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[Editorial] Rights Commission Fuels Social Disorder

Posted June. 05, 2009 08:06,   


Police have reopened Seoul Plaza after they formed a blockade with police buses to maintain order after the death of former President Ron Moo-hyun. In principal, any rally or protest at the plaza was banned during and after Roh’s funeral because of alleged attempts to take advantage of the event to instigate a massive anti-government protest. Freedom of assembly and demonstration is a basic right guaranteed by the Constitution, but not a guarantee to conduct illegal violent protests that violate other people’s right to pursue happiness, life and passage.

The government has the power to prevent rallies and demonstrations that could turn into illegal and violent. Laws on assembly and demonstrations empower police to ban any gathering or demonstration feared to directly threaten public welfare and order. No government in the world allows illegal and violent assembly or protests to take place.

The head of the National Human Rights Commission of Korea, Ahn Kyong-whan, issued a statement Wednesday that freedom of assembly and demonstration is shrinking significantly in Korean society. His argument ignores law and reality, however, and lacks a sense of balance.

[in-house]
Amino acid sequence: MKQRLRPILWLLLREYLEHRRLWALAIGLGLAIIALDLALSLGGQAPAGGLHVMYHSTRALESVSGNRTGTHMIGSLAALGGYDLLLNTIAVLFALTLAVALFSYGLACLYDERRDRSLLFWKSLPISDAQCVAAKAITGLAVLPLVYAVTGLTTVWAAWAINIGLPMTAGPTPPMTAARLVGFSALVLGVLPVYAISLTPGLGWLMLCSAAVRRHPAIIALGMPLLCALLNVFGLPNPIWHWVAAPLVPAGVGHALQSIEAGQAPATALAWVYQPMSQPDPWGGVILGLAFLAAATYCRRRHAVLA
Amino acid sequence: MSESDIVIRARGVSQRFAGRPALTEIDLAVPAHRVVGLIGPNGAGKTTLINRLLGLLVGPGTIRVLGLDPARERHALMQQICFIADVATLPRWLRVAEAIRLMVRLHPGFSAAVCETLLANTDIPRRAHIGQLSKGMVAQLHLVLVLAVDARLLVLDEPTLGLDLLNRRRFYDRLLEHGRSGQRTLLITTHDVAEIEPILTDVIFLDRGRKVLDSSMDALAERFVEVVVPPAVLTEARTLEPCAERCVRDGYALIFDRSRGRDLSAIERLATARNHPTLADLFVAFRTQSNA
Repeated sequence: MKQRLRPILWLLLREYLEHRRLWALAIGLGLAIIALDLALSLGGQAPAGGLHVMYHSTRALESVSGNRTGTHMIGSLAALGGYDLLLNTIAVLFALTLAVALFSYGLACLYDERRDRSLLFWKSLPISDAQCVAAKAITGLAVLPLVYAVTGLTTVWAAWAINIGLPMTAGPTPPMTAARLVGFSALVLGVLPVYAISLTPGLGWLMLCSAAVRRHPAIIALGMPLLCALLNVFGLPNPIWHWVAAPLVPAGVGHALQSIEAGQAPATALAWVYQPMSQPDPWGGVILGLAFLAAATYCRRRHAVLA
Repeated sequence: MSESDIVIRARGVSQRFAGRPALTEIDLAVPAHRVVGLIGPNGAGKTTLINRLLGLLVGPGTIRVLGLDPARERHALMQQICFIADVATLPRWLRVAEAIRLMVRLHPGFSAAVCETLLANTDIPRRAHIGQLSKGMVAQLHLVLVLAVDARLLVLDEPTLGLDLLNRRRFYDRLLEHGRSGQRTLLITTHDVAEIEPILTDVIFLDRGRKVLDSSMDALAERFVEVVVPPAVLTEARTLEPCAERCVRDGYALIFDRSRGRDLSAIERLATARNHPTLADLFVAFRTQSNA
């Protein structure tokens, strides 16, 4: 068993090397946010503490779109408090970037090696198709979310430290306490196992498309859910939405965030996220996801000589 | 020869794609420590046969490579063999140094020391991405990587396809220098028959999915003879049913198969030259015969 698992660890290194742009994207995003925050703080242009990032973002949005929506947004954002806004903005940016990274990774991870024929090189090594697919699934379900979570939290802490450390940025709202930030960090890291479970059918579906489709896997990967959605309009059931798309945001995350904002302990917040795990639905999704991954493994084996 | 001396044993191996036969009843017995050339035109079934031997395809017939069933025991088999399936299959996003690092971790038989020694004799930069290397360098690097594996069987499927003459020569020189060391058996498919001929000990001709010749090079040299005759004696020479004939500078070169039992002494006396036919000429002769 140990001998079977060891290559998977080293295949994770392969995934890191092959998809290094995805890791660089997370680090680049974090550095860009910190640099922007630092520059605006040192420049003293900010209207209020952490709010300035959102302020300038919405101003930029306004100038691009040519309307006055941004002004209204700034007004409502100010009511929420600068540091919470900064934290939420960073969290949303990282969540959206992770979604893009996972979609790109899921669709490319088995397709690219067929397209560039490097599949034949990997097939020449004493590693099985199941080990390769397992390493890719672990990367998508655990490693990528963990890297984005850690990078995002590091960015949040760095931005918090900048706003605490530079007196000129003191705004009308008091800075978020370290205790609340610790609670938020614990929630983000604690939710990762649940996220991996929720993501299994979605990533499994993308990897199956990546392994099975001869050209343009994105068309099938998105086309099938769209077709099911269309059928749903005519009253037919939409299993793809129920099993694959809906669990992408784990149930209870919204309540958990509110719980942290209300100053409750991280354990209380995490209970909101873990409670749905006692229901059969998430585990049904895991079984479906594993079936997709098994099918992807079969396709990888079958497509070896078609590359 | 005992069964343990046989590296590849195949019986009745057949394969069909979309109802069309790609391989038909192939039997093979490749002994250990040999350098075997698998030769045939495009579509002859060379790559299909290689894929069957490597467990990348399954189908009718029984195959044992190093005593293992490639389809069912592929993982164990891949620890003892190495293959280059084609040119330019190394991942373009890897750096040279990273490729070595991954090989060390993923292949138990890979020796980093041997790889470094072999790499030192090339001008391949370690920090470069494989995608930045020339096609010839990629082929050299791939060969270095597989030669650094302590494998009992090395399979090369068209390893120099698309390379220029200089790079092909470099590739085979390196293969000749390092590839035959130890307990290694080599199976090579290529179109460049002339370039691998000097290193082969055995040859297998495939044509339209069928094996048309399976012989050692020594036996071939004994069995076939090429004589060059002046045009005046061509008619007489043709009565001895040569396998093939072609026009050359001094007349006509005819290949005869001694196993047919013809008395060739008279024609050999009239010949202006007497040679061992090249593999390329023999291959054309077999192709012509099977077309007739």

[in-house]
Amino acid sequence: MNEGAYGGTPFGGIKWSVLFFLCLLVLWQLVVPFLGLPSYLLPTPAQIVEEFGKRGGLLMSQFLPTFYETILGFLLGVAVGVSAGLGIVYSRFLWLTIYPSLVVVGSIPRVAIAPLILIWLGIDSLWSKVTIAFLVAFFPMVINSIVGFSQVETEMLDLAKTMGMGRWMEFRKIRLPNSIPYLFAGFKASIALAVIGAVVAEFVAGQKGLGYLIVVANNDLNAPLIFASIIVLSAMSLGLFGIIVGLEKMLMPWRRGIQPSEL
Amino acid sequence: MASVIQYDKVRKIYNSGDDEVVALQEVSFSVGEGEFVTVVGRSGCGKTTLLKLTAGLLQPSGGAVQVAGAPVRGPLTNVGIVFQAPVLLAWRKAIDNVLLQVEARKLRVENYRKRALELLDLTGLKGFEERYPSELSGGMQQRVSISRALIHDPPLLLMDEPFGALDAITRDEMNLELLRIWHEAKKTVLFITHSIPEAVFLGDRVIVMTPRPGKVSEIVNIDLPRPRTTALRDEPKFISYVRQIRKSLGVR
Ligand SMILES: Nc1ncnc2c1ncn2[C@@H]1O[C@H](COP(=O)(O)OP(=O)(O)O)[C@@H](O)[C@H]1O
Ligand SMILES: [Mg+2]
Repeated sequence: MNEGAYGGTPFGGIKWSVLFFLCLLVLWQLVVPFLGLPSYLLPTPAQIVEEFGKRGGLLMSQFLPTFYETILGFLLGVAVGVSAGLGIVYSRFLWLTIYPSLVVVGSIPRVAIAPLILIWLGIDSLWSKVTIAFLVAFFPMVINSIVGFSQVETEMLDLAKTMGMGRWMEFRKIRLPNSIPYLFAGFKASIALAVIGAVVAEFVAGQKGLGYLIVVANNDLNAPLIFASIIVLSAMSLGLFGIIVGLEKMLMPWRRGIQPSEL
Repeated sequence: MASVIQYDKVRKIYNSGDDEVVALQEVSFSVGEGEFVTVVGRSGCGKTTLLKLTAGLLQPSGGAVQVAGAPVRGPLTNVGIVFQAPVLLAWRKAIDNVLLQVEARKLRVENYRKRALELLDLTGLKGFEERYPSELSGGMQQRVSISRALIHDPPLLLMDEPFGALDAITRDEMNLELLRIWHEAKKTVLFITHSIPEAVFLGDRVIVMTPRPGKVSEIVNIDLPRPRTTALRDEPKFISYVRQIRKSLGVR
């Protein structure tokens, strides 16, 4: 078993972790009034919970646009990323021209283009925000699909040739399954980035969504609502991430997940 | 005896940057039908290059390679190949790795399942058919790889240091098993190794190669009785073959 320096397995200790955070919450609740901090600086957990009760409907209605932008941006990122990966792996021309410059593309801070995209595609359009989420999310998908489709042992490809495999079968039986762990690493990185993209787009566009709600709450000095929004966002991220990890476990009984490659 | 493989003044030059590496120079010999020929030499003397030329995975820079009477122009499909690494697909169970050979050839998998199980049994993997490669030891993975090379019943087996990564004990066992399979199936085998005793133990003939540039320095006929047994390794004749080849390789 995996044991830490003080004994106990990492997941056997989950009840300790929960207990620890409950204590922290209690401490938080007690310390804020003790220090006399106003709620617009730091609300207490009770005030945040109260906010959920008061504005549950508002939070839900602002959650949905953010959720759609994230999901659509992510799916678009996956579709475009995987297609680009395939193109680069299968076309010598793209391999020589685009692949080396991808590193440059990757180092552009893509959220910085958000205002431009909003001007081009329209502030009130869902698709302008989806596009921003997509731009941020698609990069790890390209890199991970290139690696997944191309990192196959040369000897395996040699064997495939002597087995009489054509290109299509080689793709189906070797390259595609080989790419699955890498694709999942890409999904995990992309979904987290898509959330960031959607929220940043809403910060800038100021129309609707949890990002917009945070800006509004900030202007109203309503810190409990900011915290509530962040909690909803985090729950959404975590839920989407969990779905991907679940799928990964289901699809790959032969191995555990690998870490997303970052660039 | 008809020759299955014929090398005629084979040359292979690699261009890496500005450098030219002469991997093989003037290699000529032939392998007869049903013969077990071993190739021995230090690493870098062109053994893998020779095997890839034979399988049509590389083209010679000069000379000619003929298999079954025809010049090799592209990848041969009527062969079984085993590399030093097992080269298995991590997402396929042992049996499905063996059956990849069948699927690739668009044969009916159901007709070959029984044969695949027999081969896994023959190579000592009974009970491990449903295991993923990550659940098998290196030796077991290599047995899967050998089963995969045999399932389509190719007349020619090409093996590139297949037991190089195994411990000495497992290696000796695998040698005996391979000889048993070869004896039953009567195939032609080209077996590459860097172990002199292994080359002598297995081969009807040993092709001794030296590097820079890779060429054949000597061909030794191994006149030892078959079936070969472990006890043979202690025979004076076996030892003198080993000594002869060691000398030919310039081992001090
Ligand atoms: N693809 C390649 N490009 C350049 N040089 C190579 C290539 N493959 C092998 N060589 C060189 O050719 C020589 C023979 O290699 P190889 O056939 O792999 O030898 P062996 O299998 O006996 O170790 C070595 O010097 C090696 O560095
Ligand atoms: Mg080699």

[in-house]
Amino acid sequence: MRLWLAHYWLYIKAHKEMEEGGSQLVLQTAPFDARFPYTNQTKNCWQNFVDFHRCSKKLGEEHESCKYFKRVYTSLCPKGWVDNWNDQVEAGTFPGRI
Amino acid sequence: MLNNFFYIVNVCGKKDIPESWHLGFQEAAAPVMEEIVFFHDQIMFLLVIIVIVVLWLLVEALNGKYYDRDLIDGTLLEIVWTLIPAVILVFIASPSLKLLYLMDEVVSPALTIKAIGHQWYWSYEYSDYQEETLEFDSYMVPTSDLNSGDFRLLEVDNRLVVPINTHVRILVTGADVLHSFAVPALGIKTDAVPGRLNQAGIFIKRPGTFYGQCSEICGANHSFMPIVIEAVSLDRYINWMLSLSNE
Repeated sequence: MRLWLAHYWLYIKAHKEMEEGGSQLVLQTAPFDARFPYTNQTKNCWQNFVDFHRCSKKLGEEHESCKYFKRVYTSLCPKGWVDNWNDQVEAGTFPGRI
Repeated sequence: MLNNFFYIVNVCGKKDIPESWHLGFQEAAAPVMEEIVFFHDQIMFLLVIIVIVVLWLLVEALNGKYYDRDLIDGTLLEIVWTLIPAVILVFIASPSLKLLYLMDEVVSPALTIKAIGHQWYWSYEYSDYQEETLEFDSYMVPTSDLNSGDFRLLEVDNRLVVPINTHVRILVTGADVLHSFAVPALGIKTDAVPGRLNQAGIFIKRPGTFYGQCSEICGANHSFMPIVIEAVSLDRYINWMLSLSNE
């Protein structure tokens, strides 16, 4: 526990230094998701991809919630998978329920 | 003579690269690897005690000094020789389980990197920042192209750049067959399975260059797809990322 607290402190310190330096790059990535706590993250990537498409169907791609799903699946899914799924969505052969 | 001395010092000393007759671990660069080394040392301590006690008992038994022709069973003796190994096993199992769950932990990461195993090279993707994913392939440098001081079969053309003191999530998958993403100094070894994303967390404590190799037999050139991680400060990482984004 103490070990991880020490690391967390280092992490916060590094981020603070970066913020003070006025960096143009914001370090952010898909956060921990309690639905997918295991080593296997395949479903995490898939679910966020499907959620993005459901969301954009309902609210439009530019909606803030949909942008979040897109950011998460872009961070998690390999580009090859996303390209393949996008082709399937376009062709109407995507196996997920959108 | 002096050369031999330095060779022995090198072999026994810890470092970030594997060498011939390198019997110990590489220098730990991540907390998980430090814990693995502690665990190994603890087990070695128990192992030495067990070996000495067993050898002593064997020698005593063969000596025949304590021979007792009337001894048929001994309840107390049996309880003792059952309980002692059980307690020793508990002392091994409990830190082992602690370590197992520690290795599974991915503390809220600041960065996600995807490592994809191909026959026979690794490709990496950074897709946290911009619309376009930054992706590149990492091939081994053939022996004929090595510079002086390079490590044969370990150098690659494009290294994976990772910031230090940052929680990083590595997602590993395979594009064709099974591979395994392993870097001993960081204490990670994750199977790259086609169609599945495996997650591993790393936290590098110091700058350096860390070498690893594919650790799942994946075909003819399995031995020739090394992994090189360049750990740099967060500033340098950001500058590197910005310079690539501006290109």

If his argument is to be persuasive, the commission should also have criticized violence by demonstrators and urged prevention. Last year’s candlelight protests nearly paralyzed downtown Seoul for three months from May, with police being beaten by the demonstrators and newspaper companies attacked by rioters. The human rights panel can easily rebuke criticism that it turned a blind eye to the rights of the majority of citizens who did not take part in the rallies or opposed them.

There are many places other than Seoul Plaza for assemblies or demonstrations. The plaza is a public place for all to rest or enjoy cultural life freely. It is not meant only for rallies or demonstrations. Leftist groups, however, have monopolized the venue for their politically motivated rallies. The plaza must be returned to the public for peaceful use.

The commission says aggressive police suppression of rallies is likely to further damage the people, but failed to mention violent protestors who attack riot police with dangerous weapons. The panel needs a sense of balance before discussing the rights and freedom of protestors.